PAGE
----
I've got a remote control transmitter, with a segmented LCD display. The MCU has an integrated LCD driver that is driving the display.

I've got the MCU interfacing and working with the LCD. The LCD is only powered from the MCU. I have the LCD contrast and frequency set to where it looks nice. I can press buttons and update segments and everything works great.

However, when I turn on the TX IC to transmit (it sends a message in 100ms) it draws so much current in the whole circuit that the LCD doesn't have enough current for all the powered up segments. They go from 100% contrast to say 30% contrast.

It is not like the MCU drops out, just the current being provided to the LCD. As soon as the TX IC turns off, the display comes back to 100% contrast.

If I hook up the board to an external power supply when the TX IC flips on the current draw goes from 3mA to ~15mA. The external power supply is set to provide up to 100mA, so it isn't like there is a power shortage.

There is more than enough current available to all the components on the power, for when the TX IC flips on.

If the MCU acting as a sourcing output provides enough current to drive the segments normally, why when the TX IC turns on it would it cause that current drop at the LCD?

Does anyone have any ideas how to correct this? I've tried adjusting the contrast levels and bias resistors on the LCD driver on the MCU, but that doesn't seem to be what is causing the display "sag".

We have used this segmented display on a PIC16 with an LCD driver, and don't experience anywhere near this much display "sag" so I don't know if this is an issue with the integrated LCD driver, the TX IC doing something crazy, or something else with our design.

I appreciate any help!

I'm actually starting to think it is trace width issue. Even though my traces are sized correctly for 1oz copper pours, it could be my Asian board manufacturer maybe is not pouring true 1oz copper on the outer layers of this board, so the board is current starved when the TX IC turns on.

There is no reason my power source can't provide the 20ma max the MCU & TX IC use. I don't see any distortion of the AC waveform going to the LCD, it is just a voltage sag in the entire system.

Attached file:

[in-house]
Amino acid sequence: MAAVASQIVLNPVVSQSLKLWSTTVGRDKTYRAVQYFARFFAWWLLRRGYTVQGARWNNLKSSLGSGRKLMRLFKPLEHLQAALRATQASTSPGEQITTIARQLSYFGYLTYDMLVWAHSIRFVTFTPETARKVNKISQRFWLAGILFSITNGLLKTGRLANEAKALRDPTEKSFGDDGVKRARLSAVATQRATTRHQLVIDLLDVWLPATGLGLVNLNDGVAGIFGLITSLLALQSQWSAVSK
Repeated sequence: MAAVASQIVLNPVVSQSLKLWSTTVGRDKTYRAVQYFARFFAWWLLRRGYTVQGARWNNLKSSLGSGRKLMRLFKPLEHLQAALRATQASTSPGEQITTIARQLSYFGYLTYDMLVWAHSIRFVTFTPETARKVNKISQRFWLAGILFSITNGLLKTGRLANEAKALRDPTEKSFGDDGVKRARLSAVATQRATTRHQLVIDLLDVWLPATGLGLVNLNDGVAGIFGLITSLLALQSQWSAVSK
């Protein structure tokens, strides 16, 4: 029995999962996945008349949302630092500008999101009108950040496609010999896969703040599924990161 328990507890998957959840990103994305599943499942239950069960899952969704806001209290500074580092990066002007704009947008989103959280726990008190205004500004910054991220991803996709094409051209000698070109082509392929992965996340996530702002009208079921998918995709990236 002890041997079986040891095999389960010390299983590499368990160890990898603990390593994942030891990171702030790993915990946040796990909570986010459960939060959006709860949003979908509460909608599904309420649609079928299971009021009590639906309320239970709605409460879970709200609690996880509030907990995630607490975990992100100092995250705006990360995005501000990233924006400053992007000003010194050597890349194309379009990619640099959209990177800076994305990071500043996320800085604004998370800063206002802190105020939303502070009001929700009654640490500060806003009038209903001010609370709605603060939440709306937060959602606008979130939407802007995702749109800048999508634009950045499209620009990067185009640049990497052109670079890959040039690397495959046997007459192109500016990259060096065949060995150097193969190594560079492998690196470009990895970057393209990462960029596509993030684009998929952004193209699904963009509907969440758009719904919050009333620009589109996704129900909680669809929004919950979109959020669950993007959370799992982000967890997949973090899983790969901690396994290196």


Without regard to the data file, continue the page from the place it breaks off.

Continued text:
I traced the voltage going from the battery and power jack, and you don't see them sag when the IC activates.

You only see the voltage sag where I drop the battery voltage across a diode, and it runs to the MCU and TX IC on the board.

One thing I notice, is that my battery charging IC on a 650mA rated trace, only provides 250mA (the resistor value it is set for should provide 400mA charging current) when it tries to charge the battery. Which makes me think there is not the specified amount of copper on the board.

One board mistake I see is that I used a 400mA rated trace from the diode to the power plane. If there is less copper, it seems like a stretch that 20mA is causing the system to choke from that trace to the power plane... but I don't see much else.

I'm going to re-confirm with the board house, and increase the main power supply trace widths and hopefully this will not be a further issue.

  • \$\begingroup\$ Why do you think it's a supply issue and not a timing issue? \$\endgroup\$ – Ignacio Vazquez-Abrams May 15 '17 at 21:14
  • \$\begingroup\$ Here is how I think this works on this MCU: the LCD driver buffers which segments are turned on. So you pass it the correct address and the segment turns. After that you don't need to update that segment, it just refreshes the segment at the refresh rate you set. When the TX IC turns on, you can see all the correct segments are lit; but at vastly reduced contrast. That's why I'm thinking it is a supply issue. I could be wrong, I'm not a hardware whiz... \$\endgroup\$ – Leroy105 May 15 '17 at 21:16
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    \$\begingroup\$ LCD segments are "turned on" via a complex AC waveform. If something interferes with this waveform then the display can partially depolarize. \$\endgroup\$ – Ignacio Vazquez-Abrams May 15 '17 at 21:18
  • \$\begingroup\$ The physical traces from the MCU running to the LCD segments, are quite far from the TX IC. Do you think line noise of some kind is leeching in to the lines, when the TX IC comes on? \$\endgroup\$ – Leroy105 May 15 '17 at 21:20
  • \$\begingroup\$ Couldn't say. I don't have your circuit and a 'scope. \$\endgroup\$ – Ignacio Vazquez-Abrams May 15 '17 at 21:21

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